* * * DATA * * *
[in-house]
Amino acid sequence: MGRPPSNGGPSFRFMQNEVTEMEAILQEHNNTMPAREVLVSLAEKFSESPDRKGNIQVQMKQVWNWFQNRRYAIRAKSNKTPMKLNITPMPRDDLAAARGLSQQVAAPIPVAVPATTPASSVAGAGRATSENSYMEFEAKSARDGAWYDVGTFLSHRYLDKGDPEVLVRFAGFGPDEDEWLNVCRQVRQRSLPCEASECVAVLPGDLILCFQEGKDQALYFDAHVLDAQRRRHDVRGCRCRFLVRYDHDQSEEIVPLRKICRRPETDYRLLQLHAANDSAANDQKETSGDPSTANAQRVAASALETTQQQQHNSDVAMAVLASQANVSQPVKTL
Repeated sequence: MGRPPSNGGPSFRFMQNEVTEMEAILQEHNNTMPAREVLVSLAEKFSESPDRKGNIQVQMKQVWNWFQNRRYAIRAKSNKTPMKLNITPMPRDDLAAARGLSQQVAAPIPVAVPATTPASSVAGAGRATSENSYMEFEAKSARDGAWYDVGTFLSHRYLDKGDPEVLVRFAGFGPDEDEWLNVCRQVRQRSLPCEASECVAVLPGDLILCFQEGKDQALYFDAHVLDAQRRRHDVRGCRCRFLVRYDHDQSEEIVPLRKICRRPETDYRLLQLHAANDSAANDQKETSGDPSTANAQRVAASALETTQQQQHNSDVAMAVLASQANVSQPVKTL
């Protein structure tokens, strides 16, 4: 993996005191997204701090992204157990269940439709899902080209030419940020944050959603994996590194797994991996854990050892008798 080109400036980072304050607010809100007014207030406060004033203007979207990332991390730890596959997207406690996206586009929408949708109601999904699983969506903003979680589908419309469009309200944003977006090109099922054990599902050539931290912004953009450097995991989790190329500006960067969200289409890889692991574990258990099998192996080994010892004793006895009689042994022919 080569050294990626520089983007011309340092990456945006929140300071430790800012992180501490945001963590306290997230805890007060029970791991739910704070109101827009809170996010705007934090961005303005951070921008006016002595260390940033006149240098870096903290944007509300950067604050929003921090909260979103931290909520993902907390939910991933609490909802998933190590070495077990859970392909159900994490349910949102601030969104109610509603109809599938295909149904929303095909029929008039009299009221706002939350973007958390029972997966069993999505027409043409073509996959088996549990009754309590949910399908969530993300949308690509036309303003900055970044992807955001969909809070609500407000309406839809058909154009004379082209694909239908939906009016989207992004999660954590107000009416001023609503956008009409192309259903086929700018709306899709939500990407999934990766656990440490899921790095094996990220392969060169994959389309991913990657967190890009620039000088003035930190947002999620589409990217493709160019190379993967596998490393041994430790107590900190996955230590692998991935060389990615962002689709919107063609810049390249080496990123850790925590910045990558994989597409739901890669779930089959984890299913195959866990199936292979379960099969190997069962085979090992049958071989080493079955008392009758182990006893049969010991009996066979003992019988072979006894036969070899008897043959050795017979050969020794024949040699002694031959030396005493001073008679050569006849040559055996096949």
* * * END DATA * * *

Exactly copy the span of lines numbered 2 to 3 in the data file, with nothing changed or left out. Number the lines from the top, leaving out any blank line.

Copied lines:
Amino acid sequence: MGRPPSNGGPSFRFMQNEVTEMEAILQEHNNTMPAREVLVSLAEKFSESPDRKGNIQVQMKQVWNWFQNRRYAIRAKSNKTPMKLNITPMPRDDLAAARGLSQQVAAPIPVAVPATTPASSVAGAGRATSENSYMEFEAKSARDGAWYDVGTFLSHRYLDKGDPEVLVRFAGFGPDEDEWLNVCRQVRQRSLPCEASECVAVLPGDLILCFQEGKDQALYFDAHVLDAQRRRHDVRGCRCRFLVRYDHDQSEEIVPLRKICRRPETDYRLLQLHAANDSAANDQKETSGDPSTANAQRVAASALETTQQQQHNSDVAMAVLASQANVSQPVKTL
Repeated sequence: MGRPPSNGGPSFRFMQNEVTEMEAILQEHNNTMPAREVLVSLAEKFSESPDRKGNIQVQMKQVWNWFQNRRYAIRAKSNKTPMKLNITPMPRDDLAAARGLSQQVAAPIPVAVPATTPASSVAGAGRATSENSYMEFEAKSARDGAWYDVGTFLSHRYLDKGDPEVLVRFAGFGPDEDEWLNVCRQVRQRSLPCEASECVAVLPGDLILCFQEGKDQALYFDAHVLDAQRRRHDVRGCRCRFLVRYDHDQSEEIVPLRKICRRPETDYRLLQLHAANDSAANDQKETSGDPSTANAQRVAASALETTQQQQHNSDVAMAVLASQANVSQPVKTL